2250-1 7:30am Lecture Record Week 12 S2010

Last Modified: April 11, 2010, 18:59 MDT.    Today: October 19, 2017, 15:54 MDT.

Week 12, Apr 5 to 9: Sections 10.5, 5.5, EPbvp3.7, 7.1, 7.2, 7.3

05 Apr: Sections 10.5, 5.5

 Piecewise Functions
   Unit Step: step(t)=1 for t>=0, step(t)=0 for t<0.
   Pulse: pulse(t,a,b)=step(t-a)-step(t-b)
   Ramp: ramp(t-a)=(t-a)step(t-a)
 Periodic function theorem
    Laplace of the square wave. Problem 10.5-25. Done earlier.
      Answer: (1/s)tanh(as/2)
    Laplace of the sawtooth wave. Problem 10.5-26.
      Answer: (1/s^2)tanh(as/2)
      Method: (d/dt) sawtooth = square wave
               The use the parts theorem.
    Laplace of the staircase function. Problem 10.5-27.
      This is floor(t/a). The Laplace answer is
          L(floor(t/a))=1/(s(exp(as)-1))
      This answer can be verified in maple by the code
         with(inttrans):
         laplace(floor(t/a),t,s);
    Problem 10.5-28. Details in class.
         f(t)=t on 0 <= t <= a,
         f(t)=0 on a <= t <= 2a
      According to the periodic function theorem, the answer is
      found from maple integration:
        int(t*exp(-s*t),t=0..a)/(1-exp(-2*a*s));
        # answer == (-1+exp(-s*a)+exp(-s*a)*s*a)/s^2/(-1+exp(-2*s*a))
      A better way to solve the problem is to write a formula for
      f'(t) and use the s-differentiation rule. We  get for a=1
                f'(t) = (1/2)(1+sqw(t))
      and then
               sL(f(t)) = (1/(2s))(1+tanh(s/2))
                L(f(t)) = (1/(2s^2))(1+tanh(s/2))
    Undetermined Coefficients
   Which equations can be solved
   Intro to the basic trial solution method
      Laplace solution of y'' + y = 1+x
         [use x''(t)+x(t) = 1+t, x(0)=x'(0)=0]
      How to find the atoms in y_p(x).
      How to find the atoms in y_h(x)
   THEOREM. Solution y_h(x) is a linear combination of atoms.
   THEOREM. Solution y_p(x) is a linear combination of atoms.
   THEOREM. (superposition)  y = y_h + y_p
   EXAMPLE. How to find a shortest expression for y_p(x) using
            Laplace's method.
            Details for x''(t)+x(t) = 1+t, to
            obtain the trial solution x(t)=A+Bt
            and the answer x_p(t)=1+t.
   BASIC METHOD. Given a trial solution with undetermined coefficients,
                 find a system of equations for d1, d2, ... and solve it.
                 Report y_p as the trial solution with substituted
                 answers d1, d2, d3, ...
   METHODS to FIND the SOLUTION.
     Laplace solution of y''(t) + y(t) = f(t) when
       f(t)=linear combination of atoms
       We get L(y) = polynomial fraction. By partial fractions and
       the backward table, L(y)=L(g(t)), where g(t)=linear combination
       of atoms! This proves the general result:

   THEORY. y = y_h + y_p, and each is a linear combination of atoms.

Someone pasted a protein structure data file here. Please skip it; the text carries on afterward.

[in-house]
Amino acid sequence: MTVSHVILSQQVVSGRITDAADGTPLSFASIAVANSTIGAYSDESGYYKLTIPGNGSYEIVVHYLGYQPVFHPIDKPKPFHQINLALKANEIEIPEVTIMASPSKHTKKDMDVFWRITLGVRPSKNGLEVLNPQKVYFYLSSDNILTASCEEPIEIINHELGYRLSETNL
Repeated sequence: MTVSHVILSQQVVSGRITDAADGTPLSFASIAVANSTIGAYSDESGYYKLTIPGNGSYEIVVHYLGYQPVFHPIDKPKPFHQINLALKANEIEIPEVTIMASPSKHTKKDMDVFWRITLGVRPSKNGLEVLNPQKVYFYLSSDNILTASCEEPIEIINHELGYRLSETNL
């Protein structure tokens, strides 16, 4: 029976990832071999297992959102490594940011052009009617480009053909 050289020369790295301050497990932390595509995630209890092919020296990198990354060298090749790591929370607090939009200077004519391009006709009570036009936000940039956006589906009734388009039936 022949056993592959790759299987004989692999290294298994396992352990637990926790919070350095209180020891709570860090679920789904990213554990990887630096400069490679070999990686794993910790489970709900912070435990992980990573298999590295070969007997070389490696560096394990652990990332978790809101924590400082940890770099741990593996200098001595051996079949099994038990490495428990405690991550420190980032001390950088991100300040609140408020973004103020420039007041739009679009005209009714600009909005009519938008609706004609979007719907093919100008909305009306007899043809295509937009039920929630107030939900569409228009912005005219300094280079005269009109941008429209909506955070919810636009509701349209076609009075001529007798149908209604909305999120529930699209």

How to find the homogeneous solution y_h(x) from the characteristic equation.
      How to determine the form of the shortest trial solution for y_p(x)
         METHOD 1. Laplace theory. It works, but it is slow. Central to this
                   method is dividing L(f(t)) by the characteristic polynomial,
                   then writing this polynomial fraction as L(g(t)). The homogeneous
                   solution atoms are shrunk from g(t) to obtain the trial solution.
         METHOD 2. A rule for finding y_p(x) from f(x) and the DE.
             We get rid of Laplace theory's t-variable and use x.
             Finding a trial solution with fewest symbols.
                1.Find all distinct atoms that appear in f, f', f'', ...
                  The number k of atoms found is exactly the number
                  of atoms that appear in the shortesttrial solution.
                2. Test each group of atoms having the same base atom.

                   2(a). If group contains a solution of the homogeneous DE,
                         then multiply every atom in the group by x.
                   2(b). Repeat 2(a) until that group contains NO CONFLICTS with
                         solutions of the homogeneous DE.

                   This STRIKE-OUT RULE removes atoms that appear in the
                   homogeneous solution y_h(x). Removed atoms are  REPLACED
                   by atoms with the same base atom, but higher powers of x.
                   At all correction stages, the number k of atoms remains constant.

                3. The conflict-free list of k atoms is the desired list of atoms that
                   appear in the shortest trial solution.

             Relation between the non-redundant trial solution and
             the book's table that uses the mystery factor x^s.
      EXAMPLES.
        y'' + y = 1 + x
        y'' + y = cos(x)
        y''' + y'' = 3x + 4 exp(-x)

    THEOREM. Suppose a list of k atoms is generated from the
             atoms in f(x), by adding related lower-power atoms.
             Then the shortest trial solution has exactly k atoms.

     EXAMPLE. How to find a shortest trial solution using a